S.-Mexico border, given the fact that color signals were present since the start of US color television in the decade starting from 1954. In 1968, Telesistema's main competitor, Televisión Independiente de México, entered Mexico City with XHTM-TV Canal 8. At the time, both Telesistema and TIM competed with another new station, XHDF-TV channel 13, which started transmissions in 1968. Over the next four years, both networks competed in content and image until they merged, taking on the name Televisa in 1973. In the merger deal, the owners of Telesistema had 75 percent of the stocks, while the owners of Televisión Independiente had the rest, which were sold to Telesistema because of financial problems. On September 7, 1970, 24 Horas became one of Mexico's most watched news programs; the host, journalist Jacobo Zabludovsky, anchored the program for three decades. On August 17, 1972, Emilio Azcárraga Vidaurreta died, Emilio Azcárraga Milmo succeeded him as company president and owner. On January 8, 1973, both Telesistema Mexicano and Televisión Independiente de México merged, taking on the name Televisa, an acronym for Televisión Via Satélite in Spanish.
In 1975, brothers Emilio Diez Barroso and Fernando Diez Barroso began working in the presidency offices of Televisa. Televisa started to transmit several programs produced by the Universidad Nacional Autónoma de México in 1977. On March 3, 1983, Canal 8 was reformatted to become a cultural channel, offering informative programs and cultural shows. In 1985, a frequency swap moved the station from channel 8 to 9, Televisa decided to swap its callsign for that of XEQ-TV, on channel 9 and broadcast from Altzomoni. Canal 9 became Galavisión, now known as Gala TV. On September 19, 1985, an earthquake measuring 8.1 on the Richter scale caused widespread damage in Mexico City and destroyed the south tower of Televisa's main building. Nonetheless, Televisa's transmissions were not affected. However, several dubbed TV shows were lost. In 1991, with help from Japanese public television network NHK, began its first broadcast in HDTV, using the Japanese MUSE system. Between 1993 and 1994 Televisa was about to buy Italian local TV station GBR, based in Rome, planning to import in Italy his mixed sport-telenovelas formula, but the transaction was aborted.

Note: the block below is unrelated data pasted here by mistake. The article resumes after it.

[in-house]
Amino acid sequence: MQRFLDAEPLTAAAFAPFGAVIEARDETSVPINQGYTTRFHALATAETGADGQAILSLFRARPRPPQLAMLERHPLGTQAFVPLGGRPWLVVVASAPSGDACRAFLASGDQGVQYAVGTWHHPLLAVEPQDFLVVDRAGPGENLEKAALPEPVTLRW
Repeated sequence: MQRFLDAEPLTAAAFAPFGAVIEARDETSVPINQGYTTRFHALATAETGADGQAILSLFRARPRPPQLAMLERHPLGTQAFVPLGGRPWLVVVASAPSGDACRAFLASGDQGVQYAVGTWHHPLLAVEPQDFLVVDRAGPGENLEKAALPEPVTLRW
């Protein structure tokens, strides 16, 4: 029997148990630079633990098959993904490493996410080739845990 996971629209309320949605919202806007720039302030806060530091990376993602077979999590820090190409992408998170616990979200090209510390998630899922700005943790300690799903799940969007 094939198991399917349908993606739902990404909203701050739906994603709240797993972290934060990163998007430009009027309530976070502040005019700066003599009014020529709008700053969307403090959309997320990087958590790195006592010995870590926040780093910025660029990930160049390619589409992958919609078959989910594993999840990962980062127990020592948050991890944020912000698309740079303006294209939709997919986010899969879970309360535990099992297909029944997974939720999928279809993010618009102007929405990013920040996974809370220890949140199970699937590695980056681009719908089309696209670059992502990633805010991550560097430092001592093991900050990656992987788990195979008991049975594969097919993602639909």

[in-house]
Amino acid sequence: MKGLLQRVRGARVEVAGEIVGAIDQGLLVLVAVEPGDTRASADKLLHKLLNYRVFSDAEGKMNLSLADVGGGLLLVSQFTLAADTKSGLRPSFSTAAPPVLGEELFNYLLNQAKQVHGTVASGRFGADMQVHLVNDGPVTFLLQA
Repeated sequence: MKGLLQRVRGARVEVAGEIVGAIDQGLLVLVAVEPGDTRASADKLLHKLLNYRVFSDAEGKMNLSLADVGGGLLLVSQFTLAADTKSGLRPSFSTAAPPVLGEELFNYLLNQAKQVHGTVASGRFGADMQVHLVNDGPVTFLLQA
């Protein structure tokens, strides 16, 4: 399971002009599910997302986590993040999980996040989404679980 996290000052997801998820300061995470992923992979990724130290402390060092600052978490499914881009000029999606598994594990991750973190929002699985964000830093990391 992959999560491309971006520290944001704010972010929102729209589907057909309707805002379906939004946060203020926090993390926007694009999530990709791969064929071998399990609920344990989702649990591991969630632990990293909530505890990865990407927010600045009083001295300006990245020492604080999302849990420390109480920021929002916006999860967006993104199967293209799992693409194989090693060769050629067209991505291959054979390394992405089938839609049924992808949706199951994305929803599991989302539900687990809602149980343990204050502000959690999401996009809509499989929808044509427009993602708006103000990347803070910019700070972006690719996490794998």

In April 1997, Milmo died and Emilio Azcárraga Jean succeeded him as the president of the company. In December 1997, Televisa joined with other Mexican media companies to create a marathon known as Teletón, whose mission is to provide knowledge about physical disabilities, giving a strong message about respect and support to people in these conditions; this movement from media and Mexicans is reflected in the buildings created with the money from this Marathon, named Centros de Rehabilitación Infantil. It is said that sponsors use it as a way to deduce taxes as the Teletón takes place at the end of the fiscal year and therefore allows companies to deduce their donations before declaring their incomes. Televisa is the largest mass media company in Latin America, it is owned by the Azcárraga family. Televisa controls 66% of the 465 television concessions. Televisa owns television programing and broadcasting, programing pay television, publishing distribution, cable television, radio production and broadcasting, football teams, Televisa editorial, paging services, professional sports and business promotion, film production and distribution, operation of horizontal internet portal, DVD distribution, EMI Televisa music, Playcity casino, etc.